|Publication number||US6658369 B2|
|Application number||US 09/933,471|
|Publication date||Dec 2, 2003|
|Filing date||Jul 27, 2001|
|Priority date||Aug 4, 2000|
|Also published as||US20020042691|
|Publication number||09933471, 933471, US 6658369 B2, US 6658369B2, US-B2-6658369, US6658369 B2, US6658369B2|
|Inventors||Vladimir Pletser, Olga Quadens|
|Original Assignee||Vladimir Pletser, Olga Quadens|
|Export Citation||BiBTeX, EndNote, RefMan|
|Patent Citations (5), Non-Patent Citations (5), Referenced by (1), Classifications (10), Legal Events (4)|
|External Links: USPTO, USPTO Assignment, Espacenet|
The subject of the present invention is a method and a device for the predictive determination of a parameter representing the changes in the mental activity of a person who performs work in the form of one or more exertion sequences, with at least one rest sequence.
In the past, studies have been carried out on the basis of EEG electroencephalograms of several people, charted in the course of series of parabolic flights organized by the EUROPEAN SPACE AGENCY.
These EEG data have been processed by the method of dimensions of singular attractors or strange attractors or chaotic attractors, in which method correlation functions C (r) for the attractor are calculated from EEG data The slope of the linearized curves of log C (r) versus log r gives the correlation dimensions d of the attractors
Reference may be made in particular to the article by K. de Metz and colleagues entitled <<Quantified EEG in different C situations>>, published in Acta Astronautica vol. 32, No. 2—1994, pages 151-157, and more particularly on page 155 and in FIG. 4 of this article.
This article itself refers to an article by A. Babloyants and colleagues, entitled <<Evidence of chaotic dynamics of brain activity during the sleep cycle>> and published in September 1985 in Physics Letters, vol. 111A, No. 3, pages 152 to 156 (Elsevier Science Publishers B.V.).
Reference may also be made to the more recent article by E. Basar and R. Quian Quiroya, which constitutes chapter 10<<Chaos in Brain Function>> of the work <<Brain Function and Oscillations>> (vol. 1: Brain Oscillations, Principles and Approaches).
The carrying out of complicated missions, for example the missions of astronauts, makes it desirable to be able to forecast whether a given person is able to fulfill a mission, in the course of which, phases of work alternate with phases of rest to be observed, whilst maintaining satisfactory mental availability.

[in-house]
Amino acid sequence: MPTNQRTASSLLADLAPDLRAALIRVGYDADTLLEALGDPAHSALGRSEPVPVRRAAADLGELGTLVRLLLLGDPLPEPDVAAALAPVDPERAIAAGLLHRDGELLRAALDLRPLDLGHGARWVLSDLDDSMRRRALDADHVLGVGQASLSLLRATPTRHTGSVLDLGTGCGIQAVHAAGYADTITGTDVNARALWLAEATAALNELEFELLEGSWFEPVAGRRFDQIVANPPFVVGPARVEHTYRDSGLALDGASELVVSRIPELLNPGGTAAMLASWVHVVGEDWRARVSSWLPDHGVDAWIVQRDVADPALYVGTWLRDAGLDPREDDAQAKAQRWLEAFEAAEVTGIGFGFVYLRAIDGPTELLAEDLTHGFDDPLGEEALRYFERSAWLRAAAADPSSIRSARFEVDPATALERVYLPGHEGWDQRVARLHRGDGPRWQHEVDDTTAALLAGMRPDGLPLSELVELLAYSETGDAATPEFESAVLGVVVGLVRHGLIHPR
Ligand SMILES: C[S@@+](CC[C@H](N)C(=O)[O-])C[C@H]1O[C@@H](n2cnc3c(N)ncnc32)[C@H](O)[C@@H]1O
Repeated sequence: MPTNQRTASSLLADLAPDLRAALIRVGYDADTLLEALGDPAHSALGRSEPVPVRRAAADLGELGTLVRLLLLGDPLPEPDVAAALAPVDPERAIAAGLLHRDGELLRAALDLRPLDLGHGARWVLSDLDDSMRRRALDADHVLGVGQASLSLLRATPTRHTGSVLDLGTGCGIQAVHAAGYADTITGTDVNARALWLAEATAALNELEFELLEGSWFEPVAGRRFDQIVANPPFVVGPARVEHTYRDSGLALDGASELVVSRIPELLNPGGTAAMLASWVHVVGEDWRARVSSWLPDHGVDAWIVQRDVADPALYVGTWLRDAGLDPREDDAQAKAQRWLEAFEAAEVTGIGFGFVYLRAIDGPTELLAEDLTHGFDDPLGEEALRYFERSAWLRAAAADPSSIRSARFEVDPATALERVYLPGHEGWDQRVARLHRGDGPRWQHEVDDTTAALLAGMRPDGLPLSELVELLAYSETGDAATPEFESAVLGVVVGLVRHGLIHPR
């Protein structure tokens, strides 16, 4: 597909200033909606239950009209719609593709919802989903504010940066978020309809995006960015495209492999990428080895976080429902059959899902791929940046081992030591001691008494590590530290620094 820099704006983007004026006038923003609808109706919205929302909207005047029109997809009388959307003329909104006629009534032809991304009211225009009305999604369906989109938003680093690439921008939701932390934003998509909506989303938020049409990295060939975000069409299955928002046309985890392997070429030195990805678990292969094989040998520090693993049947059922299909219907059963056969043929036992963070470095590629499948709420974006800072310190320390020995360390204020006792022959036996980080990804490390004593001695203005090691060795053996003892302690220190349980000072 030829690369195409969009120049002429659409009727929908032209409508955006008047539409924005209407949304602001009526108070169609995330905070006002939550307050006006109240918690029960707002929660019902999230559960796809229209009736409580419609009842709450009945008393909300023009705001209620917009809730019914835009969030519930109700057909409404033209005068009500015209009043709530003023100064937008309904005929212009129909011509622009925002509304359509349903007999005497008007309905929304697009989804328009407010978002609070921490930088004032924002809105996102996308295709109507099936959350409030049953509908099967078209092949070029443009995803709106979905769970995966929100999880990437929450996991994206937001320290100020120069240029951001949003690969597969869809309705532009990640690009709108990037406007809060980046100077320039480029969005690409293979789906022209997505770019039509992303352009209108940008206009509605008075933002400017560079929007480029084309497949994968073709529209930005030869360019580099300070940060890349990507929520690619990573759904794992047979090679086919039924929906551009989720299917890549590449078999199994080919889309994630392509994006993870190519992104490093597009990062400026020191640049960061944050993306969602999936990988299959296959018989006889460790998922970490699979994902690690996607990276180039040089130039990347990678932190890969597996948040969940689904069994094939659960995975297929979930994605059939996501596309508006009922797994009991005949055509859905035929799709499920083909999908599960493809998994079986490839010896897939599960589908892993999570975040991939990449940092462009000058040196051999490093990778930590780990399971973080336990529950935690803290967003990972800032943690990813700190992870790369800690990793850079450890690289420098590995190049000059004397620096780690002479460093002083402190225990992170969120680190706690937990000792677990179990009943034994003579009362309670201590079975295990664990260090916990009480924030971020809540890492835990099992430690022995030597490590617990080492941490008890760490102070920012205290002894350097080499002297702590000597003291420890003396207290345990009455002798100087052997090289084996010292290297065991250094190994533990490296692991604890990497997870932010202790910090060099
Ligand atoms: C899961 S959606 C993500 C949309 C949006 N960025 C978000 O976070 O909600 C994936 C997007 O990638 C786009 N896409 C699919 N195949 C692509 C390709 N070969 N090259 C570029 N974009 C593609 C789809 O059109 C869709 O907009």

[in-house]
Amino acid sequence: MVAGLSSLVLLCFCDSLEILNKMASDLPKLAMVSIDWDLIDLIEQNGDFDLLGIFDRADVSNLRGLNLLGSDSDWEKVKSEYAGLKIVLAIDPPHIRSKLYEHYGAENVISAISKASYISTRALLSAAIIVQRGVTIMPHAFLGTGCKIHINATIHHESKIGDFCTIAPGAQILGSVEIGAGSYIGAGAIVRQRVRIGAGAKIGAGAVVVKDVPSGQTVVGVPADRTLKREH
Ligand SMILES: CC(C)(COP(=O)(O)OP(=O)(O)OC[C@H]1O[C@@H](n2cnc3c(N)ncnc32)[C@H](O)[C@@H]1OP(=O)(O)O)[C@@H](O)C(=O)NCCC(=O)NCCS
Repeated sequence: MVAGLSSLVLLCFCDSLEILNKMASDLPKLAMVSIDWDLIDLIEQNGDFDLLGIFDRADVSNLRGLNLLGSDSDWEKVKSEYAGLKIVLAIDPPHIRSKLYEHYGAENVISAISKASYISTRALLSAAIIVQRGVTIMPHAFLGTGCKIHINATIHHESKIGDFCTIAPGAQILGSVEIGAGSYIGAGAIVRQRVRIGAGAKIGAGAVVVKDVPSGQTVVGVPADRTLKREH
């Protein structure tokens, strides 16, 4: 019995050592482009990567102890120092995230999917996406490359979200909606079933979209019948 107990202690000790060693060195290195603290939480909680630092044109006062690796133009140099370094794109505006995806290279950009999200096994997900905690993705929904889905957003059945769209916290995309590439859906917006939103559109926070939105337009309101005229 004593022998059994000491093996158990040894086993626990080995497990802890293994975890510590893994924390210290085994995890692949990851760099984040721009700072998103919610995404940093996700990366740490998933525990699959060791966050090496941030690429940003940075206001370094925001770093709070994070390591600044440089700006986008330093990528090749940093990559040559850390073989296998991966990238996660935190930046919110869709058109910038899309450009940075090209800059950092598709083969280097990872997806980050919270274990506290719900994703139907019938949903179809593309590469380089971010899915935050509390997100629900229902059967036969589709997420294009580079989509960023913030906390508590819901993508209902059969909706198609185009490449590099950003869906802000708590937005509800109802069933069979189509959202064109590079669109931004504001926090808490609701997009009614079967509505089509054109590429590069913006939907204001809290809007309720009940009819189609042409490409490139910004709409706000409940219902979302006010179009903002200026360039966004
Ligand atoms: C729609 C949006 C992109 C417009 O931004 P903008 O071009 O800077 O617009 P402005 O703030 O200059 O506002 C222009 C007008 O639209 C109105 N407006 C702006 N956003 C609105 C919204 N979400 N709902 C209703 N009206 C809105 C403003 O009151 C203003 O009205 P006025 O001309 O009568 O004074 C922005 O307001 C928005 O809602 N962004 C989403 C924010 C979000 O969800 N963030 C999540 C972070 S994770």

The basic idea of the present invention is that the dimension d up to a value of less than 10 is representative of the mental activity of a person, a high value of d indicating high mental availability and a low value of d possibly representing low mental availability, or even a state of fatigue, and that analysis of this dimension is capable of leading to the implementation of a prediction.
The invention thus relates to a method for the predictive determination of a parameter representative of the mental activity of a person, which method involves:
A) the acquisition of encephalograms of said person in the course of at least two exertion sequences separated by a rest sequence;
B) the calculation in the course of each of said exertion sequences of the mean value of the dimension of a chaotic attractor, denoted df(t);
C) the calculation for at least said exertion sequence and said rest sequence of a fatigue function F(t) and of a recovery function R(t) according to an exponential mode, with:
R(t)=Ro e rt
f and r denoting positive coefficients of fatigue and of rest respectively;
D) a prediction of the value of the dimension d defined by the product of the fatigue and recovery functions with df(t)=F(t)R(t), for at least two successive exertion sequences having a first and a second durations alternating with at least one period of rest having a third duration.
The method can involve at least two exertion sequences of different intensity and the determination of fatigue coefficients f1, f2, . . . corresponding to each of said sequences.
The making of a prediction is carried out by linearly approximating at least one fatigue function and/or the recovery function.
The making of a prediction can be carried out by comparing at least one fatigue function with the corresponding recovery function.
Preferably, in B, the calculation is carried out in respect of EEG encephalograms gathered in time intervals corresponding to exertion sequences and by subsequently comparing them with the EEG encephalograms corresponding to sequences in the course of which said person is not subjected to this exertion.
According to a preferred mode of implementation, the method is one wherein the making of a prediction involves optimizing the duration of at least one exertion sequence and/or of at least one rest sequence so that after a given time interval, in the course of which several exertion sequences have been carried out, the set of which corresponds to one and the same aggregate exertion alternating with rest sequences, the final value of the dimension d is as large as possible.